There are few things more interesting or entertaining than a speech by Governor Jerry Brown. Congratulations to our friends at Ceres for an extraordinary conference bringing together investors, business, NGOs, academics and other thought leaders around advancing sustainable business strategies that grow the economy while protecting the health of the planet.

And who better to send the conference attendees - already near satiation with new ideas and business cards - out the door motivated and inspired, than the insatiable Governor Brown.

I won’t be able to truly do justice to his remarks – no one can take notes as fast as that man can think – but beginning with the refreshingly candid assessment that “really stupid stuff is going on,” the Governor plunged into a remarkable tour de force through the events leading up to WWI (“six months, they thought it would take six months – 20 million dead people later, not so much…”), the fall of the Ottoman Empire, supply side economics, the fact that the current arms trade has now reached $50 billion worldwide, and our many intractable problems (retirees! deteriorating highways! growing inequality! student debt!).

The Governor wove all of this together with unerring focus on his key themes:

  • Smart, often well-meaning people have made incredibly stupid decisions that have harmed the nation and the world in terrible ways and have been doing so for a long time;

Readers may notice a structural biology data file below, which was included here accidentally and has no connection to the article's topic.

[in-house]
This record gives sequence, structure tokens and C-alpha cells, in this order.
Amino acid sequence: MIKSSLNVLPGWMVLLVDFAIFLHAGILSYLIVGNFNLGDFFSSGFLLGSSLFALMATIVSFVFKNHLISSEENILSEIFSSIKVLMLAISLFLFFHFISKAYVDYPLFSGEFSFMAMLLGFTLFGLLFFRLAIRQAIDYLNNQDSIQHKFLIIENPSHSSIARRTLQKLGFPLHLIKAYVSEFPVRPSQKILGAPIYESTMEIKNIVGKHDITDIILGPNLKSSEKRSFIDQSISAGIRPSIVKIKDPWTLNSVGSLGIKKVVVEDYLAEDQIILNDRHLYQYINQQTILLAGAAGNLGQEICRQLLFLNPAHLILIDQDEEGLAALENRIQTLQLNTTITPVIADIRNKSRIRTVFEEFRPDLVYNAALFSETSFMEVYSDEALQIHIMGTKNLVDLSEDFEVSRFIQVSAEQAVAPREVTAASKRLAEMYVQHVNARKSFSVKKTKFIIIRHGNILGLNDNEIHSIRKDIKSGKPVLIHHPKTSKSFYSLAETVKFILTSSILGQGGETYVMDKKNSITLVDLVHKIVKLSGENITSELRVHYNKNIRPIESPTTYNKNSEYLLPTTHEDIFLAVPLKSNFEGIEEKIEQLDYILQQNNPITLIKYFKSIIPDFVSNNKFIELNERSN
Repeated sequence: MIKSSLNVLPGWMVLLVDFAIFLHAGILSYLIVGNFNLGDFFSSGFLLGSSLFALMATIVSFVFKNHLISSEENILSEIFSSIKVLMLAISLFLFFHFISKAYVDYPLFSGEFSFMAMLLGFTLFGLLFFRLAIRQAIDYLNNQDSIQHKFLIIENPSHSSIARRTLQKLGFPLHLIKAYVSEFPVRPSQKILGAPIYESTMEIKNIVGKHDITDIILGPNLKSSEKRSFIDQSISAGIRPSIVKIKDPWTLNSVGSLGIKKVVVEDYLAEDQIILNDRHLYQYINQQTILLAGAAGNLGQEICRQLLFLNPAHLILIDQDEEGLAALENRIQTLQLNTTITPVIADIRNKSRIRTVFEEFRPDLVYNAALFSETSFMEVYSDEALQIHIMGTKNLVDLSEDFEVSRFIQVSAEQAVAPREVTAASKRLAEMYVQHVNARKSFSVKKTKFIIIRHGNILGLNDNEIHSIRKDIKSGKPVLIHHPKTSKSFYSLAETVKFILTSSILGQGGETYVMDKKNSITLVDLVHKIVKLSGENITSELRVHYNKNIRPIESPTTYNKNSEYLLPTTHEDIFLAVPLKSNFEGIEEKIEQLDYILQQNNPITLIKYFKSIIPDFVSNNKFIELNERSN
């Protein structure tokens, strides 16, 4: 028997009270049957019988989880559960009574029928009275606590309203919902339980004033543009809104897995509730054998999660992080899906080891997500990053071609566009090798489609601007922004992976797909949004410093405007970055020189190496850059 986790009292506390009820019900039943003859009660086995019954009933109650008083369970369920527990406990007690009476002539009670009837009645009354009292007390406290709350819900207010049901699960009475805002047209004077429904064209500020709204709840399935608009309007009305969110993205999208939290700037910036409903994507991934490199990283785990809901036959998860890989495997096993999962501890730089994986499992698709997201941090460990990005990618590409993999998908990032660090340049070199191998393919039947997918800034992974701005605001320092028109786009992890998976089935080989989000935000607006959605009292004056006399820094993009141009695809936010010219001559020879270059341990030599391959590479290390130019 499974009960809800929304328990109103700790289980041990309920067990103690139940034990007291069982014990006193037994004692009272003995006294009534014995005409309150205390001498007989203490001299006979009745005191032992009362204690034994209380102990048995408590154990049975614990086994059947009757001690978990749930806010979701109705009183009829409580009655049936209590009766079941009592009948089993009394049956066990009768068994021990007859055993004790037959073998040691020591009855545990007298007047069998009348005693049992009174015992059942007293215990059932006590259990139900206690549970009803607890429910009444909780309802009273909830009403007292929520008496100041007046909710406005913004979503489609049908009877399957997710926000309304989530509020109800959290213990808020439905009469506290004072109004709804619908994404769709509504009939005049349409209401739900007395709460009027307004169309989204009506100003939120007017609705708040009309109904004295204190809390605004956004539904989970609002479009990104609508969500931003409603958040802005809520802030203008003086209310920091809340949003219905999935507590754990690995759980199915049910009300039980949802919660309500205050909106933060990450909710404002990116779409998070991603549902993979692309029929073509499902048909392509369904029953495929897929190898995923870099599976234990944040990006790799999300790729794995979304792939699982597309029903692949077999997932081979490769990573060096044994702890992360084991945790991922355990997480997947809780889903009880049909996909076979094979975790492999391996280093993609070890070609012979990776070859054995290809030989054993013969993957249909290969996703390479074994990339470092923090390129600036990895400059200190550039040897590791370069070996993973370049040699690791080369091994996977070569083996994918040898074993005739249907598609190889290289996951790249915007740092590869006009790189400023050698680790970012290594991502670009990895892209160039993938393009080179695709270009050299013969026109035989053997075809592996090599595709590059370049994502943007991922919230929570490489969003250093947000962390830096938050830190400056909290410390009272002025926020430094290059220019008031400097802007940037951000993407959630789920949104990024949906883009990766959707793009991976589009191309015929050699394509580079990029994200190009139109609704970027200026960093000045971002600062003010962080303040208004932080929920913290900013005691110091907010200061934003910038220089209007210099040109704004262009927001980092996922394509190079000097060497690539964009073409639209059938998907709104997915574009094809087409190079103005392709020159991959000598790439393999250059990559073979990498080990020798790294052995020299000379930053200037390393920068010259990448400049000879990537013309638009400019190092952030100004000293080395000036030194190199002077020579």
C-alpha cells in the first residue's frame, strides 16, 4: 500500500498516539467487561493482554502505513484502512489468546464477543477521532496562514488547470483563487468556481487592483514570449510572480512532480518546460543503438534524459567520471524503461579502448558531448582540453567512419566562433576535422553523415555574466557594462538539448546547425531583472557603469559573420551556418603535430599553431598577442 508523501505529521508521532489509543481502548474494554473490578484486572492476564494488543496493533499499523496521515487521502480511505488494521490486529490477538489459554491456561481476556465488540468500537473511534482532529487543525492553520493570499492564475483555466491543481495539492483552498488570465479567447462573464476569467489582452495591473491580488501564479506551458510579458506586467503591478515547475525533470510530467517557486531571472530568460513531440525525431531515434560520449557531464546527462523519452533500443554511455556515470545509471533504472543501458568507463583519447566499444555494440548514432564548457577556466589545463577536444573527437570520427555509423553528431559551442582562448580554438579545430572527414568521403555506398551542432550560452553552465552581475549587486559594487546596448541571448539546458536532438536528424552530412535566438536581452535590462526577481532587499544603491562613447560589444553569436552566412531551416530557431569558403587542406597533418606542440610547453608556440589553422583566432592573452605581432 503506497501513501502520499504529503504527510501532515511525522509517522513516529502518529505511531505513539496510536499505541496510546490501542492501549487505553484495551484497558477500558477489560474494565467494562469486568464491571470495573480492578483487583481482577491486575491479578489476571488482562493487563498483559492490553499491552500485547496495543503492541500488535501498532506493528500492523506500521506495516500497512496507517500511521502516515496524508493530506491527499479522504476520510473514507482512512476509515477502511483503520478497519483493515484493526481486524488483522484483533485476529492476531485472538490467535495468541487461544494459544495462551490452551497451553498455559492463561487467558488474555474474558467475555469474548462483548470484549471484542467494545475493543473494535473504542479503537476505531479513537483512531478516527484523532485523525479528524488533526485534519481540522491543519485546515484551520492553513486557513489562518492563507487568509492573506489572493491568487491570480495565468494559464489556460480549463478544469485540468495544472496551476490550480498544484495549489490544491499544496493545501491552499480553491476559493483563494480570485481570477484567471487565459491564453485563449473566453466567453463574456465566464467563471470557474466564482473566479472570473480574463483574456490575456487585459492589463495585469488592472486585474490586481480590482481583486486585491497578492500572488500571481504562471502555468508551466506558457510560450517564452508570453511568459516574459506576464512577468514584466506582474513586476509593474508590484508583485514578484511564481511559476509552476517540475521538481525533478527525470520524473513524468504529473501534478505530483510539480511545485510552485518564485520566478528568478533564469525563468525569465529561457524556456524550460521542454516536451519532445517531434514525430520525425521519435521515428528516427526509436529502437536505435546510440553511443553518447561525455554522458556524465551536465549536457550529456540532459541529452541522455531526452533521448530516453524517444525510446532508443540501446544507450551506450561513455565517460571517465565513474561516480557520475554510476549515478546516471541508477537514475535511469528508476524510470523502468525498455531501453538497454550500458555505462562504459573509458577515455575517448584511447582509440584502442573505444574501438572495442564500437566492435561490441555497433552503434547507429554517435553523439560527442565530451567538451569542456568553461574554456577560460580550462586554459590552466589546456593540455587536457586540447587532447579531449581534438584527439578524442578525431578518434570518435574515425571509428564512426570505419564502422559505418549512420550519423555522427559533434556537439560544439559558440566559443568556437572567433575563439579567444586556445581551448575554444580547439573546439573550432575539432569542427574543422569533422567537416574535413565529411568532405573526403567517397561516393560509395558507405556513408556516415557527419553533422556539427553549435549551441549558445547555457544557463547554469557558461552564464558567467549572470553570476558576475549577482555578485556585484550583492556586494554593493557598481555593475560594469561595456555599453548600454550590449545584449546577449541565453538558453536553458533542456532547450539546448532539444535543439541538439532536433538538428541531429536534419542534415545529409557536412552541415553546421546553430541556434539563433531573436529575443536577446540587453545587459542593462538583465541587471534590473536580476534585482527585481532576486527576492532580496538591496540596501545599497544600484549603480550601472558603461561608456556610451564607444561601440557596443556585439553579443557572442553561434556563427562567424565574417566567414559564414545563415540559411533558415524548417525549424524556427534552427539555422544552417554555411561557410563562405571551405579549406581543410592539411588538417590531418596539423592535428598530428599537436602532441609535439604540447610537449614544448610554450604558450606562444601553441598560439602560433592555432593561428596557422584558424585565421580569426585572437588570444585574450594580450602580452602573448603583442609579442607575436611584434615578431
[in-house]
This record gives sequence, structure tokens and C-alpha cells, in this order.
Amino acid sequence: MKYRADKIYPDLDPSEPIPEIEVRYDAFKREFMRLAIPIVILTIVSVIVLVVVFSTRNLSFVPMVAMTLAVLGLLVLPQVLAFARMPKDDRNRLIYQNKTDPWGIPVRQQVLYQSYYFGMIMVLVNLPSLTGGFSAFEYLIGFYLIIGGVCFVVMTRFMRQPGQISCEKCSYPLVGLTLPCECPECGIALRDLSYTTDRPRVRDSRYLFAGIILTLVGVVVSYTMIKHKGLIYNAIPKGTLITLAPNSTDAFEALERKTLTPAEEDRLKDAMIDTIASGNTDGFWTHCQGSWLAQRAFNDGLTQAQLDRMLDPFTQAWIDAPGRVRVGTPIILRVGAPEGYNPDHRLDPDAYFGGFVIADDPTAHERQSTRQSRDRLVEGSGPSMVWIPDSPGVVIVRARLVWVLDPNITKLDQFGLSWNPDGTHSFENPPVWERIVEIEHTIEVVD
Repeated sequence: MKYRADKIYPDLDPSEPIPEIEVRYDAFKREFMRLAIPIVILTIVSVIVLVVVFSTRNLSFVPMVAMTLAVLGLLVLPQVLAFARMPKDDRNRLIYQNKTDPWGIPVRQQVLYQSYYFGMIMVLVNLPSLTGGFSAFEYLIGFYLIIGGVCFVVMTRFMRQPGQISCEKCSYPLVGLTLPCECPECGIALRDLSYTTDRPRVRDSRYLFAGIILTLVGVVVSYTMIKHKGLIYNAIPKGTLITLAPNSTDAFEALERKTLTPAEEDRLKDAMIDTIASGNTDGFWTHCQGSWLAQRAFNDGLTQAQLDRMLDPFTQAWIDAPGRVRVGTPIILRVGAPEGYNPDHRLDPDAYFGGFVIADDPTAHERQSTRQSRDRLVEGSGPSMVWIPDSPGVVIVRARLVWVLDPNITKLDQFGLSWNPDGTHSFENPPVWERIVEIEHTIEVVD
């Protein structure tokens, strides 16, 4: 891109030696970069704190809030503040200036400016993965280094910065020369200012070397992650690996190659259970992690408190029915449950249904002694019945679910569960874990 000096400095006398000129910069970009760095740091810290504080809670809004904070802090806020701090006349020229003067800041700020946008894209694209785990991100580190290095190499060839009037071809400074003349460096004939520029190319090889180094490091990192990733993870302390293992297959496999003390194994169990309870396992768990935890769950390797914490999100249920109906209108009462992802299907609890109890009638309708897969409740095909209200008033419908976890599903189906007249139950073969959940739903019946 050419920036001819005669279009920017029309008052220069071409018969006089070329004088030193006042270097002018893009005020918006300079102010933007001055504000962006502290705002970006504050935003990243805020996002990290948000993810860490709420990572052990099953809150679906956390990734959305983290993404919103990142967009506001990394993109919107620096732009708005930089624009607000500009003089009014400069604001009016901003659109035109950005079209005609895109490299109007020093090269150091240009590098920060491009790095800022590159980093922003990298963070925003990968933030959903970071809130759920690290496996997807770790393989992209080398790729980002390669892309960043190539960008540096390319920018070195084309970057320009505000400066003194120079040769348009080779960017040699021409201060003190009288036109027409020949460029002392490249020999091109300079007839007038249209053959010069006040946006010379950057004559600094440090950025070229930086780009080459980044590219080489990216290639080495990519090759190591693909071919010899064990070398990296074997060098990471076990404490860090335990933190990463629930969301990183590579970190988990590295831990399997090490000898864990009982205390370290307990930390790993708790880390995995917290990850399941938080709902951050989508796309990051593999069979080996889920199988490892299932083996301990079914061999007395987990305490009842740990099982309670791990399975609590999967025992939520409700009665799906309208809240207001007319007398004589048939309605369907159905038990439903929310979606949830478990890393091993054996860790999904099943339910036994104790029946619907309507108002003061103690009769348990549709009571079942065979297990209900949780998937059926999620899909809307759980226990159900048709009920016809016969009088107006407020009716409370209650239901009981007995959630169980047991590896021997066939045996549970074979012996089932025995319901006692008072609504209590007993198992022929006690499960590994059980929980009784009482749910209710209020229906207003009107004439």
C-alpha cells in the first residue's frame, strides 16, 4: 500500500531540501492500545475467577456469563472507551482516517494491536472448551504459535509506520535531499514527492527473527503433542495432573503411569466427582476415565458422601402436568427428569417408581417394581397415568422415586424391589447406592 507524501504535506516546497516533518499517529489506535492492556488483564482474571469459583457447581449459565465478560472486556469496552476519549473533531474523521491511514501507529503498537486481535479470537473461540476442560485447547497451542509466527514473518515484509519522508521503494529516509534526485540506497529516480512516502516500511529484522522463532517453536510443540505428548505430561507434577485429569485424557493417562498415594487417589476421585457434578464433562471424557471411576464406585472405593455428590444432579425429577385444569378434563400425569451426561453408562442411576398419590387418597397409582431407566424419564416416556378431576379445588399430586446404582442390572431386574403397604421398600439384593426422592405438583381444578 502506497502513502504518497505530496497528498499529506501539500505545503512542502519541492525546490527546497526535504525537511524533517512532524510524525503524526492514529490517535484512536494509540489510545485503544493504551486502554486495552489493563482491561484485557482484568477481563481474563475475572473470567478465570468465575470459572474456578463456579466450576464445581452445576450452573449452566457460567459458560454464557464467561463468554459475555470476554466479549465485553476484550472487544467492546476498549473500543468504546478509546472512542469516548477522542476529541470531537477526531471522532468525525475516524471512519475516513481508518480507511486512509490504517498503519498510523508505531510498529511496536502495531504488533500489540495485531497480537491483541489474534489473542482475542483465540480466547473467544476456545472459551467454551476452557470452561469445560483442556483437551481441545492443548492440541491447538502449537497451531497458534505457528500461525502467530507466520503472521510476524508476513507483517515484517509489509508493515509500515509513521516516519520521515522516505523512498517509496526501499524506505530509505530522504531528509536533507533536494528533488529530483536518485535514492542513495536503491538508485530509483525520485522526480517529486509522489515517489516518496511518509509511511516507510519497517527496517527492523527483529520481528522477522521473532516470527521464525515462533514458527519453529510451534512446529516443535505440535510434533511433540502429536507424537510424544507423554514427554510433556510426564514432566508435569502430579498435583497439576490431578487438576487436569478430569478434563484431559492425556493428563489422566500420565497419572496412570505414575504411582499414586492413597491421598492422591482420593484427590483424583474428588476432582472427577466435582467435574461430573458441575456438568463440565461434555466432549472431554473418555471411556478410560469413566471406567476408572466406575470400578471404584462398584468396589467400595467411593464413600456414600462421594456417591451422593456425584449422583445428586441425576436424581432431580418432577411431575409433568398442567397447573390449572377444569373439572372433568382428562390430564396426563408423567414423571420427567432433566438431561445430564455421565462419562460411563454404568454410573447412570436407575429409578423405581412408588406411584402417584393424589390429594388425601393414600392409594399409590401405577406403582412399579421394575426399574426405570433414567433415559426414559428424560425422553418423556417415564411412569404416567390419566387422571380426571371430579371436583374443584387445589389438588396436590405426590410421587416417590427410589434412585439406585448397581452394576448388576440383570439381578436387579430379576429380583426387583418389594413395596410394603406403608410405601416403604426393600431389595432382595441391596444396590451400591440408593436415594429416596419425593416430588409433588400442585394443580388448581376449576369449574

• We’re not sustainable in the way we’re addressing virtually all of our societal issues;
  • Decision makers are insufficiently dialed in - leaders in both parties have lost the public’s confidence that they can solve problems.

Echoing many of the speakers at the 2-day conference, Governor Brown pointed out that we know how to be sustainable. What we lack, he said, is “the political will to do it.” Our biggest problem, according to one of America’s foremost political minds, is “waking up to the truth of the situation and remedying it in ways that are thoughtful, wise and sustainable.” This is where the people in the room come in, the Governor indicated – pressing for solutions, leading the way, showing what works.

Get on it, he said. This can be done.



Cynthia Koehler is the Executive Director and Co-Founder of WaterNow Alliance. 


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